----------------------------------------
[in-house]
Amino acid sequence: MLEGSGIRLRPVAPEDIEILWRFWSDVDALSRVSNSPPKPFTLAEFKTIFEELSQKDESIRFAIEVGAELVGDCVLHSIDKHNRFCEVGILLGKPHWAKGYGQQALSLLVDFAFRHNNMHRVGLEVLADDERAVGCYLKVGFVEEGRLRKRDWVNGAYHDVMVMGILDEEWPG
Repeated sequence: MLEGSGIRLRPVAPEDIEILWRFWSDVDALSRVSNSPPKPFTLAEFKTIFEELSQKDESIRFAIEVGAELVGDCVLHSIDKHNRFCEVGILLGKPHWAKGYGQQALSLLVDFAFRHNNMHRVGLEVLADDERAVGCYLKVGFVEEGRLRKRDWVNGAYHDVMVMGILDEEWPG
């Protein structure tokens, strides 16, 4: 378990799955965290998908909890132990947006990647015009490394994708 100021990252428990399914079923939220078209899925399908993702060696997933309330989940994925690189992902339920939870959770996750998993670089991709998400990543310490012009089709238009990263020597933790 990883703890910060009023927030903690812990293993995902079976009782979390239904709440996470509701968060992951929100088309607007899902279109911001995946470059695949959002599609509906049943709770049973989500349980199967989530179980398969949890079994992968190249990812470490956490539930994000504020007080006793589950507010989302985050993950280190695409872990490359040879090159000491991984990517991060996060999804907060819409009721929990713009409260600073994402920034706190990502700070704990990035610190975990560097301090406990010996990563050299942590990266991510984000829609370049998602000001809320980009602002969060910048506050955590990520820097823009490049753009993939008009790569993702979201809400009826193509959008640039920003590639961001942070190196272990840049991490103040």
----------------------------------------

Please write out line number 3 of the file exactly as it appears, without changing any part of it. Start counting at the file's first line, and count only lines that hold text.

Repeated sequence: MLEGSGIRLRPVAPEDIEILWRFWSDVDALSRVSNSPPKPFTLAEFKTIFEELSQKDESIRFAIEVGAELVGDCVLHSIDKHNRFCEVGILLGKPHWAKGYGQQALSLLVDFAFRHNNMHRVGLEVLADDERAVGCYLKVGFVEEGRLRKRDWVNGAYHDVMVMGILDEEWPG